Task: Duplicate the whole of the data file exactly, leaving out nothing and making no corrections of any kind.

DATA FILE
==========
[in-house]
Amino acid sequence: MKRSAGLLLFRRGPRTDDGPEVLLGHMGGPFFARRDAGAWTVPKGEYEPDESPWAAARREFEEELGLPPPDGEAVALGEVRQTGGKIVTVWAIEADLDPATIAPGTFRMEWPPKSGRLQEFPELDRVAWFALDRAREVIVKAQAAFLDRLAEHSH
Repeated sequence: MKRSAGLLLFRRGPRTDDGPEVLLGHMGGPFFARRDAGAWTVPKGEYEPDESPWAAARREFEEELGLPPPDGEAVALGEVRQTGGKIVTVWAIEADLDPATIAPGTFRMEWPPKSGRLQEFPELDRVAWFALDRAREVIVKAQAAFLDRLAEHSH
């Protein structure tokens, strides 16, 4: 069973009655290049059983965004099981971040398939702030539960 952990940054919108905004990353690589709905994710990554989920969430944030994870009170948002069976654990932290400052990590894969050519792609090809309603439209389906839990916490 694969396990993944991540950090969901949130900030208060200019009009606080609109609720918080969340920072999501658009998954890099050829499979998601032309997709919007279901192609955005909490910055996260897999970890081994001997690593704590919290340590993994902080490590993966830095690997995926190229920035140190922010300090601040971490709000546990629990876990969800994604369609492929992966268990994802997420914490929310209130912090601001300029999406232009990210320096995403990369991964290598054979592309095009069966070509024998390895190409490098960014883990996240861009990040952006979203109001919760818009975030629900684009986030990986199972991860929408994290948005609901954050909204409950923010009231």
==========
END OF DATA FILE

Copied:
[in-house]
Amino acid sequence: MKRSAGLLLFRRGPRTDDGPEVLLGHMGGPFFARRDAGAWTVPKGEYEPDESPWAAARREFEEELGLPPPDGEAVALGEVRQTGGKIVTVWAIEADLDPATIAPGTFRMEWPPKSGRLQEFPELDRVAWFALDRAREVIVKAQAAFLDRLAEHSH
Repeated sequence: MKRSAGLLLFRRGPRTDDGPEVLLGHMGGPFFARRDAGAWTVPKGEYEPDESPWAAARREFEEELGLPPPDGEAVALGEVRQTGGKIVTVWAIEADLDPATIAPGTFRMEWPPKSGRLQEFPELDRVAWFALDRAREVIVKAQAAFLDRLAEHSH
């Protein structure tokens, strides 16, 4: 069973009655290049059983965004099981971040398939702030539960 952990940054919108905004990353690589709905994710990554989920969430944030994870009170948002069976654990932290400052990590894969050519792609090809309603439209389906839990916490 694969396990993944991540950090969901949130900030208060200019009009606080609109609720918080969340920072999501658009998954890099050829499979998601032309997709919007279901192609955005909490910055996260897999970890081994001997690593704590919290340590993994902080490590993966830095690997995926190229920035140190922010300090601040971490709000546990629990876990969800994604369609492929992966268990994802997420914490929310209130912090601001300029999406232009990210320096995403990369991964290598054979592309095009069966070509024998390895190409490098960014883990996240861009990040952006979203109001919760818009975030629900684009986030990986199972991860929408994290948005609901954050909204409950923010009231």